Give Yourself Permission to Move On When a Lifeline is not Working

Lifelines are the individual tools we use to learn about ourselves and others. These include hobbies revisited or new; books that help guide us to new understandings; social media channels; etc. Everyone who is interested in recovery has unlimited resources available. Groups, organizations, support, articles, posts, links, email, etc. We will be listing many sources. Our joyful, playful child lives in our creativity. Awakening our creativity gives life fun and purpose.

Since 1976, when I began my addiction recovery, I have had to painfully start over many times. Although the 12 steps worked for me and are the foundation for my life, I had to give up 12 step groups because I have several addictions as well as depression. I am a multi-addicted person who used addictions to heal my mental illness. I can’t talk about my depression at 12 step meetings but it is the single most important item in my life. Letting go of groups that require me to be a square peg freed me up to be me and find what works for my mental, physical, emotional, and spiritual life.

This same experience has happened to many of us. Of the 24,000,000 of us in recovery in the US, it is estimated about 10% go to 12 step meetings. This is based on a survey done by AA.

Eric Nada had to leave after 20 years and has written about it:

12-step conditioning: the cure and the cost

I left 12-step involvement after 20 years of committed membership. It was surprisingly difficult. Of course, it was difficult to stop shooting heroin too — so difficult that I eventually stopped trying to stop. By then, the course of my life was almost totally dictated by my rigid attachment to the heroin itself and by my overwhelming fear of withdrawal. By the time I finally quit, 24 years ago, I was homeless, panhandling for hours a day, supplementing my begging with daily theft, and facing a mandatory prison sentence on felony distribution charges. I had attended over a dozen rehabilitation and detoxification centers but made no progress with recovery — until I begrudgingly committed myself to the 12-step program. And while this worked, at least insofar as helping me break my bond to drugs, it did so at a cost: I had to join a powerful subculture that required me to ignore key elements of my personality and my beliefs.

I estimate that I spent at least 5800 hours in meetings, not to mention the hours I spent both in sponsorship and casual conversation with other members. Meetings were spent in repeated discussions extolling the validity and certainty of 12-step truth — an almost daily feedback loop of self-reinforcement. This was carried out with others who, by the very nature of selection bias, were guaranteed to agree with me. Within a year, I was thoroughly conditioned. I came to believe that I was plagued by a fixed condition that required a very particular solution — a solution that didn’t evolve and was unaffected by any personal changes I might make along the way. It’s not an exaggeration to describe the basic 12-step formula as follows: You have an unchangeable condition, X, the cure for which is Y and only Y. If you stop doing Y, you will eventually die of X.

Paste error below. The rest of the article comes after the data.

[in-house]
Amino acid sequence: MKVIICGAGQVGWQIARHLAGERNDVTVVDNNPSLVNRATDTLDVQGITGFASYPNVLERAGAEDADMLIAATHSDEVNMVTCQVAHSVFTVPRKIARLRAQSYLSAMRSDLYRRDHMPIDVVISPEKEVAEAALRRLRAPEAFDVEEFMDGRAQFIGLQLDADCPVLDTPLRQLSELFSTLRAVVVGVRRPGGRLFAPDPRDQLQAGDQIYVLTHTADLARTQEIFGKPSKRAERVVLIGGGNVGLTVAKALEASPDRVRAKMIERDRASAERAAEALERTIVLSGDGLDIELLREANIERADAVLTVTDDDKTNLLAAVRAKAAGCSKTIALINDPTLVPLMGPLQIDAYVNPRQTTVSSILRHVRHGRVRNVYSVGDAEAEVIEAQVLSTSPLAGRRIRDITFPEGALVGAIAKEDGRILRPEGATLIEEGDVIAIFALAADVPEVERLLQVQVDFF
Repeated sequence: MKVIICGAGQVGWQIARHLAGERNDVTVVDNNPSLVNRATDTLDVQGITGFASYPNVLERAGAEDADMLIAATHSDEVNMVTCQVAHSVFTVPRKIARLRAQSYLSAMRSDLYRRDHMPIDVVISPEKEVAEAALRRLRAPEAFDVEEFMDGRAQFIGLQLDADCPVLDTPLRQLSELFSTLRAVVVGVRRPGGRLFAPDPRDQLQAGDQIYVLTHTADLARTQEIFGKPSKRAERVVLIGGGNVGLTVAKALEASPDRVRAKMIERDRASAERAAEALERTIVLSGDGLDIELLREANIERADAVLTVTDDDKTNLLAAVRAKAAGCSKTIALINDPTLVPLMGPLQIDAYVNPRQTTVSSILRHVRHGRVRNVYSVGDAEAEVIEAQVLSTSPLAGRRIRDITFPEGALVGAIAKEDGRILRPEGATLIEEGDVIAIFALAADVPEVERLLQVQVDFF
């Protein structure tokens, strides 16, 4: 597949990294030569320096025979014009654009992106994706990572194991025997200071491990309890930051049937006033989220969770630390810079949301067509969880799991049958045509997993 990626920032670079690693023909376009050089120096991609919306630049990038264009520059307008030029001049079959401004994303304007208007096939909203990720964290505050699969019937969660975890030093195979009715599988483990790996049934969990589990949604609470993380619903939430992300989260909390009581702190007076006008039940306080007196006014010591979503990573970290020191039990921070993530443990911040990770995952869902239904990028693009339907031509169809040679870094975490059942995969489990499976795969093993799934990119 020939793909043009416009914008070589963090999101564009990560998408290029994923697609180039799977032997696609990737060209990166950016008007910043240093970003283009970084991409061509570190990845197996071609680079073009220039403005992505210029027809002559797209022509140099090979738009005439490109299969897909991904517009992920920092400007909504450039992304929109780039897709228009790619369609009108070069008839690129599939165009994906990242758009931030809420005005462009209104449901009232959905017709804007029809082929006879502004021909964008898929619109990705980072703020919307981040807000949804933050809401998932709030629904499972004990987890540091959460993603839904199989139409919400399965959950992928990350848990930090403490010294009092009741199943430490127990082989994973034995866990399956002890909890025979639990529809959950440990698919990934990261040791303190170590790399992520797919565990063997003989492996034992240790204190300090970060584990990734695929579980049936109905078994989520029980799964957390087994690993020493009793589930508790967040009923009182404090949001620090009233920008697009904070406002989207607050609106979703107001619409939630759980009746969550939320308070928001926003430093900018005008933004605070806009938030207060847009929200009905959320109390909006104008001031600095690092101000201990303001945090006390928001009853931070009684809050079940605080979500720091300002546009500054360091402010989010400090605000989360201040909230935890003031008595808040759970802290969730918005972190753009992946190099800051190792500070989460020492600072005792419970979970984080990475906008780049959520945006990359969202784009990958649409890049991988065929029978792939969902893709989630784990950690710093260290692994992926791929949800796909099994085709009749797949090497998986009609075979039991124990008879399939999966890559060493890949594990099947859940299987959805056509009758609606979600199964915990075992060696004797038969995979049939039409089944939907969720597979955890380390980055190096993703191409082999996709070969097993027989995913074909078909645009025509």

97 comments are included with the post.

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4 comments

  1. Interesting perspective. I recently left my ACA group after feeling that most of the people in attendance are just stuck and was keeping me stuck. I am still working the steps though. For me, the program is just as much about spiritual growth as it is recovery. They go hand in hand.

    1. I know that for me the program is the 12 steps. Much as I love the ACA Red Book, I was unable to get much from the ACA meetings I attended. Everyone hated sharing their book and the whole meeting was reading aloud from the book. The last straw was the leader was coming back from a suicide attempt and the group voted her in as the leader. What?

  2. I myself have slowly driven off out of ACA meetings. I am progressing and the people in the meetings stuck. The reinforcing subgroup culture doesn’t work for me anymore, but it did when I got sober almost 8 years ago. Being introverted and gifted, I don’t get anything new from attending meetings. I am grateful to have a small tight support group of like-minded people. I do read the big red ACA book as it helps me identify issues from the past.

    1. Exactly what naturally occurs as we progress. In learning to listen to our inner intuition we are moved out of fixed recovery groups. Recovery is an individual experience. So happy you found like-minded souls. The 13th step to many is recovery from recovery groups.

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